I think what really bugged me was a recent article in FLA Today which stated that 47% of the TDC revenues are spent for advertising of tourism – that’s almost $8 million bucks per year in free advertising for a very select group of hoteliers and businesses. When i voted for the TDC tax I was led to believe that the TDC revenues would greatly benefit me as a resident – apparently I should have done a lot more homework and seen through this smoke screen. How about using some of this money to improve infrastucture like waste water treatment, shoreline improvement, cleanup and beautification of our county, which is allowed by Florida Statute and doesn’t just benefit the special interest groups running this program, but benefits tourism along with the local residents who live here year round and have to put up with increased traffic and wear/tear on our local infrastructures.

    Sorry for the rant – slow day 🙂

    • AAfterwit says:

      Beachside Resident,

      Thanks for the comment.

      For commercial operators to be able to spray fertilizers, they must be licensed and that includes training by the state on the issue. You would hope that training takes hold and if not, we have no issue with the consequences.

      Our problem is that the county is going to make requirements on businesses instead of first working with people. There will be a stick but no carrot. And for that they proclaim “we want to work with people.” Yeah. Sure.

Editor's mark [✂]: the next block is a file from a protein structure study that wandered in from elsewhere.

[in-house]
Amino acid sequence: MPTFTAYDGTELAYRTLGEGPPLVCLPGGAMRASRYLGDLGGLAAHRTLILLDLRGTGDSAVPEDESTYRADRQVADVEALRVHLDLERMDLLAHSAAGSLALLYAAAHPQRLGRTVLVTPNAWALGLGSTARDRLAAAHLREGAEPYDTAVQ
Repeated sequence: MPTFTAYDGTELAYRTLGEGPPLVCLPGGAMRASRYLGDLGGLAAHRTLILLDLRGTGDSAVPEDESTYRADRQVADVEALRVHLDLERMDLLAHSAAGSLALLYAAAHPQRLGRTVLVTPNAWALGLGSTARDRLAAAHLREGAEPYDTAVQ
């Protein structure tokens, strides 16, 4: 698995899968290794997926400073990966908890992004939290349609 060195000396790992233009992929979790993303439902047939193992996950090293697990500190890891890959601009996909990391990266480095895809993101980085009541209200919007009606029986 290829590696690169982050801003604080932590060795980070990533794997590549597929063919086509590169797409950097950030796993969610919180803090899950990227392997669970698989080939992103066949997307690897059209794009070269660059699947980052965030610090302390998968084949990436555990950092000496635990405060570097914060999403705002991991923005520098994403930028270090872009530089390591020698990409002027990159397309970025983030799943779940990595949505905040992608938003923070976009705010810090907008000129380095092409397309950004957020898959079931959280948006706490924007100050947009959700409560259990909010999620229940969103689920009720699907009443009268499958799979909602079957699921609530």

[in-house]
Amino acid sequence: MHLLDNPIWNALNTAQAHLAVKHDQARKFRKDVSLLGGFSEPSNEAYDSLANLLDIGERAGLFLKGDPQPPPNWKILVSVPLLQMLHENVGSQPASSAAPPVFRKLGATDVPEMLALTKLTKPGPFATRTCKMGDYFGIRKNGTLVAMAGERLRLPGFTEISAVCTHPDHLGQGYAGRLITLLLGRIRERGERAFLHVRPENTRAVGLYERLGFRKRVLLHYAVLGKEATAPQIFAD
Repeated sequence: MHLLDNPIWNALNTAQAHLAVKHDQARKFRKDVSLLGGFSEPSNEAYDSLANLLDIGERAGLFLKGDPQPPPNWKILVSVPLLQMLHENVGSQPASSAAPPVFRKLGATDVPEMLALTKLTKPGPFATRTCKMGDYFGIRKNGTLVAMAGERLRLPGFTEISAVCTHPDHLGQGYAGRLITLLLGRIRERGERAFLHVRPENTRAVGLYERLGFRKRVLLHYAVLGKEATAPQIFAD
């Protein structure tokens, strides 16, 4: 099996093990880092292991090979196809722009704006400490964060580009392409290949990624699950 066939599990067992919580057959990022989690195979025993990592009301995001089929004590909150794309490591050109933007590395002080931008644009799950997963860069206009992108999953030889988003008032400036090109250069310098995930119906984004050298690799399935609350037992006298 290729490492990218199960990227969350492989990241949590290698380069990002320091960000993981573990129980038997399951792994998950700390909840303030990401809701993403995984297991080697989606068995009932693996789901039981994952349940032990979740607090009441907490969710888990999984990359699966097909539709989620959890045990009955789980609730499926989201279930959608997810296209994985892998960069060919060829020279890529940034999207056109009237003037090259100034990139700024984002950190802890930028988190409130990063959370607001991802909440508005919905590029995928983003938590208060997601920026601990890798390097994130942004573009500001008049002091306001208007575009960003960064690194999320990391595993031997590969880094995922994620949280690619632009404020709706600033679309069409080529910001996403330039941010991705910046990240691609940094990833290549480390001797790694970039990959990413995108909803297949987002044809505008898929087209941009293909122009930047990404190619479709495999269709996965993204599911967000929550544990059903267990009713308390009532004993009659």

You are correct about the TDC and the sub committees. No argument here. The person that Lober appointed to the TDC is a marketing specialist and is part of the marketing subcommittee. He says that she will not vote on issues that will affect her personally and that is a good start. However, that doesn’t preclude her in taking part in the discussions at the Committee levels.

      In Florida, if you are an elected official and there is a vote where you have a conflict of interest, you are required to fill out a form stating the conflict, not participate in any discussion and leave the room. Hopefully that will happen at the TDC level.

      As for where the money is spent, we agree. We aren’t sure that money can be spent of roads, but there is a concerted movement to include such things as the lagoon in the distribution of funds as the lagoon is a huge tourist destination here.

      The whole thing is a mess.

      A. Afterwit.

  4. Beachside Resident says:

    One other thing to consider on fertilizer enforcement for homeowners and the commercial fertilizer guys. I believe Cocoa Beach only has ONE code enforcement officer who keeps pretty busy with all the local construction projects going on in the city. The odds of him driving down my street while I’m misusing lawn products are slim to none. Not sure, but I’d suspect other small city’s throughout the county would have similar issues trying to catch offenders.

    • AAfterwit says:

      Beachside Resident,

      Thanks for the comment.

      In the past, we spoke with the head of Code Enforcement in Satellite Beach. He said that each day he takes a different route into work, going up and down the streets. While that doesn’t mean they will catch everyone, it does mean that they do see more than people realize.

      We agree with you that the chances of getting caught are slim which we think adds to the point of education rather than a stick beating people is the way to go.

      A. Afterwit.